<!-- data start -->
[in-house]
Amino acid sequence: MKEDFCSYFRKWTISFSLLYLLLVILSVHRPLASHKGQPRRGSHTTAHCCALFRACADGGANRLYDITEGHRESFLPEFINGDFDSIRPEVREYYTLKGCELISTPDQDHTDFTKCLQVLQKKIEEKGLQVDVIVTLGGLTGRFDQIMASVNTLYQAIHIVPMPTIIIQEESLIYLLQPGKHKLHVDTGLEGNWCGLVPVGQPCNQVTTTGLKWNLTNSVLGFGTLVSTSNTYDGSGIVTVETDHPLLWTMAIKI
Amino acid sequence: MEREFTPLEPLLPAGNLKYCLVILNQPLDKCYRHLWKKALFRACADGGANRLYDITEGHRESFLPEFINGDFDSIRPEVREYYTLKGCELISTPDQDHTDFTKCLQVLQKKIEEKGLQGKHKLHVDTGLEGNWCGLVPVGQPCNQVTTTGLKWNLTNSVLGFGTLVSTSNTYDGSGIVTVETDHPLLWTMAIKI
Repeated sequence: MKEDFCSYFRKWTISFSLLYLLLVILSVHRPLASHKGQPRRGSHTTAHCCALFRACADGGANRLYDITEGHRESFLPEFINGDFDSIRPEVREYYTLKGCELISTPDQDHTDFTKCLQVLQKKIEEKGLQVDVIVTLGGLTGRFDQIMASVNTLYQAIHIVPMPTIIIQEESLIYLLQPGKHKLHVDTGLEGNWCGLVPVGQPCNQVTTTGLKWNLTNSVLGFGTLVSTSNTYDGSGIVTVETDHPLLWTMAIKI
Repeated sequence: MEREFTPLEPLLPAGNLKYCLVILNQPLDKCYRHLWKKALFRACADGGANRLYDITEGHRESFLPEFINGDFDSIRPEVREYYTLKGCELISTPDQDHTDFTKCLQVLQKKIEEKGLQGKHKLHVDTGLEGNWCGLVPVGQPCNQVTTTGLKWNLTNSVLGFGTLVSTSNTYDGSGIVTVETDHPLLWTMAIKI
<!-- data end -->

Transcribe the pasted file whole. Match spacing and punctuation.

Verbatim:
[in-house]
Amino acid sequence: MKEDFCSYFRKWTISFSLLYLLLVILSVHRPLASHKGQPRRGSHTTAHCCALFRACADGGANRLYDITEGHRESFLPEFINGDFDSIRPEVREYYTLKGCELISTPDQDHTDFTKCLQVLQKKIEEKGLQVDVIVTLGGLTGRFDQIMASVNTLYQAIHIVPMPTIIIQEESLIYLLQPGKHKLHVDTGLEGNWCGLVPVGQPCNQVTTTGLKWNLTNSVLGFGTLVSTSNTYDGSGIVTVETDHPLLWTMAIKI
Amino acid sequence: MEREFTPLEPLLPAGNLKYCLVILNQPLDKCYRHLWKKALFRACADGGANRLYDITEGHRESFLPEFINGDFDSIRPEVREYYTLKGCELISTPDQDHTDFTKCLQVLQKKIEEKGLQGKHKLHVDTGLEGNWCGLVPVGQPCNQVTTTGLKWNLTNSVLGFGTLVSTSNTYDGSGIVTVETDHPLLWTMAIKI
Repeated sequence: MKEDFCSYFRKWTISFSLLYLLLVILSVHRPLASHKGQPRRGSHTTAHCCALFRACADGGANRLYDITEGHRESFLPEFINGDFDSIRPEVREYYTLKGCELISTPDQDHTDFTKCLQVLQKKIEEKGLQVDVIVTLGGLTGRFDQIMASVNTLYQAIHIVPMPTIIIQEESLIYLLQPGKHKLHVDTGLEGNWCGLVPVGQPCNQVTTTGLKWNLTNSVLGFGTLVSTSNTYDGSGIVTVETDHPLLWTMAIKI
Repeated sequence: MEREFTPLEPLLPAGNLKYCLVILNQPLDKCYRHLWKKALFRACADGGANRLYDITEGHRESFLPEFINGDFDSIRPEVREYYTLKGCELISTPDQDHTDFTKCLQVLQKKIEEKGLQGKHKLHVDTGLEGNWCGLVPVGQPCNQVTTTGLKWNLTNSVLGFGTLVSTSNTYDGSGIVTVETDHPLLWTMAIKI